Sir Oliver Ingham
Oliver Ingham (or De Ingham, d’Ingham) (1287–1344) was an English commander and administrator in Aquitaine during theWar of Saint-Sardos and early Hundred Years War.
He was born in 1287 at Ellesmere, Shropshire to Oliver de Ingham and Margery. He became Sheriff of Cheshire.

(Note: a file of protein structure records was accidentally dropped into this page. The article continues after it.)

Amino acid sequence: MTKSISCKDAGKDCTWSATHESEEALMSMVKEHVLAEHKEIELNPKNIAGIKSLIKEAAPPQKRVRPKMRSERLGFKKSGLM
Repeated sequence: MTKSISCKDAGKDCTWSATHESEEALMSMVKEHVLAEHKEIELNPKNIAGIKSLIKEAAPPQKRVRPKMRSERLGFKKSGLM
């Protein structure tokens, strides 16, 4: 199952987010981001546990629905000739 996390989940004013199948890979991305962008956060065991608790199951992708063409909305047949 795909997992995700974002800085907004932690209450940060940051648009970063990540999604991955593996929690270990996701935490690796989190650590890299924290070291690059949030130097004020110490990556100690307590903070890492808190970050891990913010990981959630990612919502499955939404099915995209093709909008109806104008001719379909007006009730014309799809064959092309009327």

Ingham was jailed at Winchester for his involvement in the civil wars of Edward II of England, but was released in 1324 to serve under Edmund of Woodstock, 1st Earl of Kent in the Duchy of Aquitaine during the short War of Saint-Sardos against France. The war was a disaster for the English; the defences were poorly prepared and most towns attacked by the French surrendered immediately. The western part of the Duchy, the Agenais, was lost in a few weeks. After arranging a truce, the Earl of Kent departed for England in 1325. In 1326 Ingham was appointed Seneschal of Gascony, the highest post in what remained in English possession. He managed to raise an army of mercenaries and capture a number of strongholds in Agenais andSaintonge. However the political climate at home had changed. Edward II had been deposed and replaced by his son Edward IIIunder the regency of Queen Isabella and Roger Mortimer. The regents wanted peace and in the final treaty the loss of Agenais was accepted and Ingham’s conquests abandoned.